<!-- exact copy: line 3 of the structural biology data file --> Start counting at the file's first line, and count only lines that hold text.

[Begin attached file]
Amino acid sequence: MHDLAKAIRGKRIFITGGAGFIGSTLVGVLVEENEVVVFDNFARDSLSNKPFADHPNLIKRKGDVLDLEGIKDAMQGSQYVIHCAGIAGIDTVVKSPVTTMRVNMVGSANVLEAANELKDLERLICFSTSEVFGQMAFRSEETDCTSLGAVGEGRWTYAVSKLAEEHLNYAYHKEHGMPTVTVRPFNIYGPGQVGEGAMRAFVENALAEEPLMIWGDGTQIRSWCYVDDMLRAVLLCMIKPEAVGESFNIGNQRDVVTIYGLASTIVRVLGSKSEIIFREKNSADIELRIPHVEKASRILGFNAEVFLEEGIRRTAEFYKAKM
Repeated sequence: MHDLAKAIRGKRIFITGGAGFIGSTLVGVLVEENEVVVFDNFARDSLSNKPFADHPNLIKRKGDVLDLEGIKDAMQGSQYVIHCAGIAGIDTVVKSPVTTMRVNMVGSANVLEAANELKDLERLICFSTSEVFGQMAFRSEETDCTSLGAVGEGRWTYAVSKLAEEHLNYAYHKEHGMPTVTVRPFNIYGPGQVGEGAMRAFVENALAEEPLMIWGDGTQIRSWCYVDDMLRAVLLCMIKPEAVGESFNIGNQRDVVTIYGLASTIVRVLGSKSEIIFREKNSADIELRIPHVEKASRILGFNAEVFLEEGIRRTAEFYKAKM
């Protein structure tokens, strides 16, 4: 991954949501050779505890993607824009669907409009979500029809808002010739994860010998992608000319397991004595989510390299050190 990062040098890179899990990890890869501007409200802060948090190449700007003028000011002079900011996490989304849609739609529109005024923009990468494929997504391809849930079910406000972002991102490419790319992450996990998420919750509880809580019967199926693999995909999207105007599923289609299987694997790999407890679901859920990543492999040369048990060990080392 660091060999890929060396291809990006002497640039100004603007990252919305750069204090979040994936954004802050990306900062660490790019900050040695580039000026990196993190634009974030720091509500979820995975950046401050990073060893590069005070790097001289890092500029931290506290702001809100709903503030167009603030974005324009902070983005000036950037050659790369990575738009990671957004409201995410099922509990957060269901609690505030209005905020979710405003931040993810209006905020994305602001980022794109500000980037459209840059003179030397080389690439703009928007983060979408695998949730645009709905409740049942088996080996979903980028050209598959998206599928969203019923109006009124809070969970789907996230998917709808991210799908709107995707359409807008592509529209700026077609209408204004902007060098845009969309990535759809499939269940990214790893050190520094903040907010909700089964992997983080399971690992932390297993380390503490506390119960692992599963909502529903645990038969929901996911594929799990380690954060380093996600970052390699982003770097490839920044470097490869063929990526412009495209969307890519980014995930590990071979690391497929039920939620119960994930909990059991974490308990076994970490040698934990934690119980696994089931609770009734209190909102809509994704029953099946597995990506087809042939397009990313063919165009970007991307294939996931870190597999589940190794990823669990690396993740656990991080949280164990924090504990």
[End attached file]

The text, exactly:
């Protein structure tokens, strides 16, 4: 991954949501050779505890993607824009669907409009979500029809808002010739994860010998992608000319397991004595989510390299050190 990062040098890179899990990890890869501007409200802060948090190449700007003028000011002079900011996490989304849609739609529109005024923009990468494929997504391809849930079910406000972002991102490419790319992450996990998420919750509880809580019967199926693999995909999207105007599923289609299987694997790999407890679901859920990543492999040369048990060990080392 660091060999890929060396291809990006002497640039100004603007990252919305750069204090979040994936954004802050990306900062660490790019900050040695580039000026990196993190634009974030720091509500979820995975950046401050990073060893590069005070790097001289890092500029931290506290702001809100709903503030167009603030974005324009902070983005000036950037050659790369990575738009990671957004409201995410099922509990957060269901609690505030209005905020979710405003931040993810209006905020994305602001980022794109500000980037459209840059003179030397080389690439703009928007983060979408695998949730645009709905409740049942088996080996979903980028050209598959998206599928969203019923109006009124809070969970789907996230998917709808991210799908709107995707359409807008592509529209700026077609209408204004902007060098845009969309990535759809499939269940990214790893050190520094903040907010909700089964992997983080399971690992932390297993380390503490506390119960692992599963909502529903645990038969929901996911594929799990380690954060380093996600970052390699982003770097490839920044470097490869063929990526412009495209969307890519980014995930590990071979690391497929039920939620119960994930909990059991974490308990076994970490040698934990934690119980696994089931609770009734209190909102809509994704029953099946597995990506087809042939397009990313063919165009970007991307294939996931870190597999589940190794990823669990690396993740656990991080949280164990924090504990």